Passive Smoking and Lung Disease Follow-up

Updated: Oct 07, 2021
  • Author: Timothy D Murphy, MD; Chief Editor: Girish D Sharma, MD, FCCP, FAAP  more...
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Further Inpatient and Outpatient Care

Further inpatient care

The requirements for inpatient care depend on the illness associated with passive smoke exposure (secondhand smoke).

For further details, please refer to Medscape Reference articles on the specific illnesses (ie, bronchiolitisbronchitisupper respiratory tract infectionotitis media).

Further outpatient care

The principal requirement of the care provider is to continue to assess for smoking in parents and to provide support and treatment for parents. Reiteration of the importance of not smoking in the home and provision of either smoking cessation information or referrals to the proper care providers are important.



Prevention of the effects of environmental tobacco smoke (ETS) occurs through prevention of smoking; however, the effects of education regarding reducing ETS exposure to children in the family milieu are not well known.

A common clinical practice in pediatric and pediatric pulmonology offices is to counsel parents against smoking and, in particular, to focus on cessation of smoking in the home and in the car. Emphasis is placed on the importance of maintaining this rule at all times, not merely when the child is present; however, the efficacy of this approach has not been well studied. Clearly, parental concerns for a child's health are motivating factors to change parental behavior, both during pregnancy and after birth.

Enactment of laws regarding ETS exposure in public spaces has significantly reduced exposures in many communities, but these laws vary in how aggressively they are enacted or enforced. [21]

Ordinances against smoking in public places first started to appear in the 1970s. In 1977, the first modern ordinance limiting smoking in restaurants and other public places was enacted in Berkeley, California.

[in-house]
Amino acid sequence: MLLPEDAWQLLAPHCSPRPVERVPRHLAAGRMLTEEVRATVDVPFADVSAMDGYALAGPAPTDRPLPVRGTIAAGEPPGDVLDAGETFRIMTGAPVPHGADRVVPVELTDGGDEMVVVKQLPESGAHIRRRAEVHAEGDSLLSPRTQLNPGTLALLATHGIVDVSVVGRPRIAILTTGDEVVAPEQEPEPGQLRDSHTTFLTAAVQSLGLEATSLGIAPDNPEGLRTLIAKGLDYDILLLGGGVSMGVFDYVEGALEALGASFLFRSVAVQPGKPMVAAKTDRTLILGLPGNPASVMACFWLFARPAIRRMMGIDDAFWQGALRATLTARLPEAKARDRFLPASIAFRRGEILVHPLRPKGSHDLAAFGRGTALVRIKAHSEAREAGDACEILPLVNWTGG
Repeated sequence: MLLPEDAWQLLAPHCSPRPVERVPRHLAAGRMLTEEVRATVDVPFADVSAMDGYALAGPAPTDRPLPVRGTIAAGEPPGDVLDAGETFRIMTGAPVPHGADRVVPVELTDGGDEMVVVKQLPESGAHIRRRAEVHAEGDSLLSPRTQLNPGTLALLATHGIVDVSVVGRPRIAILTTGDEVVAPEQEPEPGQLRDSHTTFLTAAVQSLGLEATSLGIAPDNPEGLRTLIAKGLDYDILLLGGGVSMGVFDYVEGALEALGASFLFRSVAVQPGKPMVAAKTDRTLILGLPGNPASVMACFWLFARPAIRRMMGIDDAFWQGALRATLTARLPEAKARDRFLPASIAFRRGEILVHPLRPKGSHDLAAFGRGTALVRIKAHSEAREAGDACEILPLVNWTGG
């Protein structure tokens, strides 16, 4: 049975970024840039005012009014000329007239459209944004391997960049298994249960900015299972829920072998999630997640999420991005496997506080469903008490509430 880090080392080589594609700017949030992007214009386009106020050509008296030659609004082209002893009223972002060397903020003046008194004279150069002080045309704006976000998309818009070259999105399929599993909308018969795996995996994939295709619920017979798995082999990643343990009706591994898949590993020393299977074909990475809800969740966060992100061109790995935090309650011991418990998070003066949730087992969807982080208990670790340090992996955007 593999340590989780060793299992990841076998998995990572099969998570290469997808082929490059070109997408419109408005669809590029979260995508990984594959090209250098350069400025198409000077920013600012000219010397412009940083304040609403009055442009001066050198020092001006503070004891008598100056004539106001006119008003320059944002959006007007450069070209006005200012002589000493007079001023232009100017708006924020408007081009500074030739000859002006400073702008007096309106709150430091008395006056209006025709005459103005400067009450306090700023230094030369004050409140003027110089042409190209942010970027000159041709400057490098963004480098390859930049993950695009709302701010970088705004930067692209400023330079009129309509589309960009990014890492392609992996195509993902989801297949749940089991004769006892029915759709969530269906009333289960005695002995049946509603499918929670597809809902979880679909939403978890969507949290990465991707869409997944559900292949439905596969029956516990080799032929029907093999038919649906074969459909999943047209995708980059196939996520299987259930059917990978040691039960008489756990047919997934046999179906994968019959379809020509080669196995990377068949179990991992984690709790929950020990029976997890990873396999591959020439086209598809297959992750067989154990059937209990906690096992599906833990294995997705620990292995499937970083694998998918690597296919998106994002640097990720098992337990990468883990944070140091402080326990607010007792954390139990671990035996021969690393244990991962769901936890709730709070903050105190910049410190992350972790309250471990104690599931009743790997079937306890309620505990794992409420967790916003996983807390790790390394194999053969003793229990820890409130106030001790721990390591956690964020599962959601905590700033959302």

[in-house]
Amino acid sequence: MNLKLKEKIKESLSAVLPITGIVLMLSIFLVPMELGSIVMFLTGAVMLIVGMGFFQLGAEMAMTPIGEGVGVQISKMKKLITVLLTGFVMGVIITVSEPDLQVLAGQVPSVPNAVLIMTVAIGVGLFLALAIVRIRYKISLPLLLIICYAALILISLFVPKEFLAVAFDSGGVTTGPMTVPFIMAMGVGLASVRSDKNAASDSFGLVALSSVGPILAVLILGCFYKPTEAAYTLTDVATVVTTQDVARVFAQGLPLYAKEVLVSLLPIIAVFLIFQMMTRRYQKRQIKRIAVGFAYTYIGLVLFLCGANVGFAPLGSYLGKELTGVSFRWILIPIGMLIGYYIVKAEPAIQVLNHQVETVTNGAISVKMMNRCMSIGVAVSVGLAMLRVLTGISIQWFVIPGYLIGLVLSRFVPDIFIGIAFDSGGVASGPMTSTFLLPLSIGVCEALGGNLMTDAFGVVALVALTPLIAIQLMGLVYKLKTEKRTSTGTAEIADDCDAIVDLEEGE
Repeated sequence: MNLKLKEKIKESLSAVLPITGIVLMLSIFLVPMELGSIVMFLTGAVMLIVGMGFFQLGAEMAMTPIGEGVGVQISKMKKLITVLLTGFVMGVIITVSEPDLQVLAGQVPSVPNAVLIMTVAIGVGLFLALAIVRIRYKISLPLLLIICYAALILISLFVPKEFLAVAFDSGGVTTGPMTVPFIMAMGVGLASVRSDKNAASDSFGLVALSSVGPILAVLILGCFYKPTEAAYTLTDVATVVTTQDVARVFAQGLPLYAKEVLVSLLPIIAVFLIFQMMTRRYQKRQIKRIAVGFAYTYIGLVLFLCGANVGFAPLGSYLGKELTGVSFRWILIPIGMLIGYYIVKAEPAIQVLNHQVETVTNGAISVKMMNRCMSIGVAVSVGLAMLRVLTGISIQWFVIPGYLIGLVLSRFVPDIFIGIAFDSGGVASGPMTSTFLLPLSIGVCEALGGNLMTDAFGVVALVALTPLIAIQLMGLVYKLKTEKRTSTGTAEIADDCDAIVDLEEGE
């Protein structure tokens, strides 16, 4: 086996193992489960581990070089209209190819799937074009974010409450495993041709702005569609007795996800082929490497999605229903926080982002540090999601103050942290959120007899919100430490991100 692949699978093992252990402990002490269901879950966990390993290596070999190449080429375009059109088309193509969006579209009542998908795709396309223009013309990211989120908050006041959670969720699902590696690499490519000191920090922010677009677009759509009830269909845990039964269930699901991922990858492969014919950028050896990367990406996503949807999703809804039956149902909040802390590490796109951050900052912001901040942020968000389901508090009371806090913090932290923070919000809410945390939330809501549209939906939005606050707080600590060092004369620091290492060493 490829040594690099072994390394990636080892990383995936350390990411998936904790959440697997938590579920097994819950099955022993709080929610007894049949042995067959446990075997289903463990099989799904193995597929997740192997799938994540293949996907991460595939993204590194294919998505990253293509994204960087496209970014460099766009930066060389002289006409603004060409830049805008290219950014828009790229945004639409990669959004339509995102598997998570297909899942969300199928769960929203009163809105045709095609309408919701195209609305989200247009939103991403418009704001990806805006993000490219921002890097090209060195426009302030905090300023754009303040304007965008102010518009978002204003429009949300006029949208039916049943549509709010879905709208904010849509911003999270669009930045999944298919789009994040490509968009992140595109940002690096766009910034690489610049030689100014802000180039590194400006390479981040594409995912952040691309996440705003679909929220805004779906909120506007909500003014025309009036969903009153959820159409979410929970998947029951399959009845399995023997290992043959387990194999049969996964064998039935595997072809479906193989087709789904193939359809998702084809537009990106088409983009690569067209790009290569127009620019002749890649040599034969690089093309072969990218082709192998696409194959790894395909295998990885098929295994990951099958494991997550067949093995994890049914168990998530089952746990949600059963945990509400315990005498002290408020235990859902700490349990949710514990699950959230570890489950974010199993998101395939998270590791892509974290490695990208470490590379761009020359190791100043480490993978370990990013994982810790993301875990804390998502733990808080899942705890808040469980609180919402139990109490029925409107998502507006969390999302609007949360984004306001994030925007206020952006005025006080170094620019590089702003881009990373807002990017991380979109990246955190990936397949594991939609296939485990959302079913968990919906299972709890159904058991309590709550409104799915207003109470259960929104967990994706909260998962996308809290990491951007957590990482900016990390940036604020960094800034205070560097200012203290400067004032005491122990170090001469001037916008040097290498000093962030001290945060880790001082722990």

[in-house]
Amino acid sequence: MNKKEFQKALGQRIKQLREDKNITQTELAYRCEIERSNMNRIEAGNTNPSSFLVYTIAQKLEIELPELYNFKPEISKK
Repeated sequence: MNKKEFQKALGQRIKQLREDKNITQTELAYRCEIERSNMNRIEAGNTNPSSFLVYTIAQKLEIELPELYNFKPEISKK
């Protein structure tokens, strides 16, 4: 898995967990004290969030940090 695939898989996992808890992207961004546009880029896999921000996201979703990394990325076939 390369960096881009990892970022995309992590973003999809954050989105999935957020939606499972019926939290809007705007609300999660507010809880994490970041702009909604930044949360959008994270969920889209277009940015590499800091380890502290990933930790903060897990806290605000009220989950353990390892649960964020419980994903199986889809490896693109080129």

Following the 1986 Surgeon General's report on the health consequences of involuntary smoking, the number of ordinances rapidly grew to nearly 400 by 1988. Ordinances usually limit ETS in confined public spaces, workplaces, and restaurants. Restrictions in restaurants are usually limited; a proportion of space or seating availability is usually required to be set aside for nonsmokers. Special regulations regarding ventilation usually are not enacted.

After the release of the Environmental Protection Agency (EPA) draft report on Risk Assessment of ETS in 1990, more aggressive regulation started to appear, including ordinances banning any smoking in restaurants. By 1992, the number of smoke-free ordinances passed into law began to significantly accelerate.

The tobacco industry has responded by attempting to push for enactment of state laws that are less restrictive and that limit the ability of local government to enact more aggressive ordinances. The tobacco industry has legally challenged some ordinances on constitutional grounds, but state and federal courts have consistently upheld the constitutionality of local ordinances. As of 1993, 543 city and county smoking ordinances were in effect.

The most rapidly growing population exposed to ETS (and the source of a significantly large proportion of ETS exposure in children) is children of young mothers of lower socioeconomic status. For this reason, prevention of smoking in the adolescent population should have a direct impact on ETS exposure in infants.

In the Surgeon General's report of 1994, entitled Preventing Tobacco Use Among Young People, the following major conclusions were reached: [22]

  • Almost all adult tobacco users began using during adolescence; this suggests that if adolescents were kept tobacco free, most would never start using tobacco.

  • Most young people who smoke are addicted to nicotine and report that they want to quit but are unable to do so. They experience relapse rates and withdrawal symptoms similar to those reported by adults.

  • Tobacco is often the first drug used by young people who use alcohol, marijuana, and other drugs.

  • Among young people, those with lower levels of school achievement, fewer skills to resist pervasive influences to use tobacco, friends who use tobacco, and lower self-images are more likely than their peers to use tobacco.

  • Cigarette advertising appears to increase young people's risks of smoking by affecting their perceptions of the pervasiveness, image, and function of smoking.

  • Community-wide efforts that include tobacco tax increases, enforcement of minor's access laws, youth-oriented mass media campaigns, and school-based tobacco-use prevention programs are most successful in reducing adolescent use of tobacco.

Currently, research is focused on determining which method of education will prove to be most effective in preventing tobacco use in adolescents and, increasingly, preadolescents. Attention to the social status, educational level, race, and sex of the adolescent, with regard to which approach is best, is increasingly recognized as an important determinant of success.

Focusing on more than the health effects of smoking can lead to alterations in behavior. Looking instead at social issues such as the way in which the tobacco industry has attempted to addict children, or the role of the use of additives in enhancing addiction can serve to motivate adolescents to avoid tobacco, in some cases more effectively than information on negative health consequences alone.